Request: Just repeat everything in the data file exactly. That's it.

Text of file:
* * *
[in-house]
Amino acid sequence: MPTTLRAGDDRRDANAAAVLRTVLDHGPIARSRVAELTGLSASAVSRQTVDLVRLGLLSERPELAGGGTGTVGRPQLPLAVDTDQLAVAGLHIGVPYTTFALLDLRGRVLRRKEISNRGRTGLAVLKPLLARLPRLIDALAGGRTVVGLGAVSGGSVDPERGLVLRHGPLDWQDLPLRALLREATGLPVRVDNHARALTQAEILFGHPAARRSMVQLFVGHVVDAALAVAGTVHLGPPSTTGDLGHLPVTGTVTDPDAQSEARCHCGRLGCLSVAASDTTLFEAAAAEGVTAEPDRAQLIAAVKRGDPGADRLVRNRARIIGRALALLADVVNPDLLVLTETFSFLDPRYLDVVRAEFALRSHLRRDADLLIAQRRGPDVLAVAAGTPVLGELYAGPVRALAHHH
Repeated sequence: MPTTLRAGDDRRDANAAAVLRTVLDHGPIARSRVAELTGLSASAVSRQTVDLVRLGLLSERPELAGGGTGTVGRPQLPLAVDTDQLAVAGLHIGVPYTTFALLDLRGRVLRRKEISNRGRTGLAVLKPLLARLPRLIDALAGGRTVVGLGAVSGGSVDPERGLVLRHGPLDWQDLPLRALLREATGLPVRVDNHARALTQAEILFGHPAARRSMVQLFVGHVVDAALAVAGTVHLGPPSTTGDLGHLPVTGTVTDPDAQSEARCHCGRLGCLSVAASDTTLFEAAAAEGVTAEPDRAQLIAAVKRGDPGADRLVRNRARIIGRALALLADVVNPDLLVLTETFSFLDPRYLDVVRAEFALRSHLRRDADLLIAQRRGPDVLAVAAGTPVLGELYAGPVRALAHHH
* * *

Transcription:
[in-house]
Amino acid sequence: MPTTLRAGDDRRDANAAAVLRTVLDHGPIARSRVAELTGLSASAVSRQTVDLVRLGLLSERPELAGGGTGTVGRPQLPLAVDTDQLAVAGLHIGVPYTTFALLDLRGRVLRRKEISNRGRTGLAVLKPLLARLPRLIDALAGGRTVVGLGAVSGGSVDPERGLVLRHGPLDWQDLPLRALLREATGLPVRVDNHARALTQAEILFGHPAARRSMVQLFVGHVVDAALAVAGTVHLGPPSTTGDLGHLPVTGTVTDPDAQSEARCHCGRLGCLSVAASDTTLFEAAAAEGVTAEPDRAQLIAAVKRGDPGADRLVRNRARIIGRALALLADVVNPDLLVLTETFSFLDPRYLDVVRAEFALRSHLRRDADLLIAQRRGPDVLAVAAGTPVLGELYAGPVRALAHHH
Repeated sequence: MPTTLRAGDDRRDANAAAVLRTVLDHGPIARSRVAELTGLSASAVSRQTVDLVRLGLLSERPELAGGGTGTVGRPQLPLAVDTDQLAVAGLHIGVPYTTFALLDLRGRVLRRKEISNRGRTGLAVLKPLLARLPRLIDALAGGRTVVGLGAVSGGSVDPERGLVLRHGPLDWQDLPLRALLREATGLPVRVDNHARALTQAEILFGHPAARRSMVQLFVGHVVDAALAVAGTVHLGPPSTTGDLGHLPVTGTVTDPDAQSEARCHCGRLGCLSVAASDTTLFEAAAAEGVTAEPDRAQLIAAVKRGDPGADRLVRNRARIIGRALALLADVVNPDLLVLTETFSFLDPRYLDVVRAEFALRSHLRRDADLLIAQRRGPDVLAVAAGTPVLGELYAGPVRALAHHH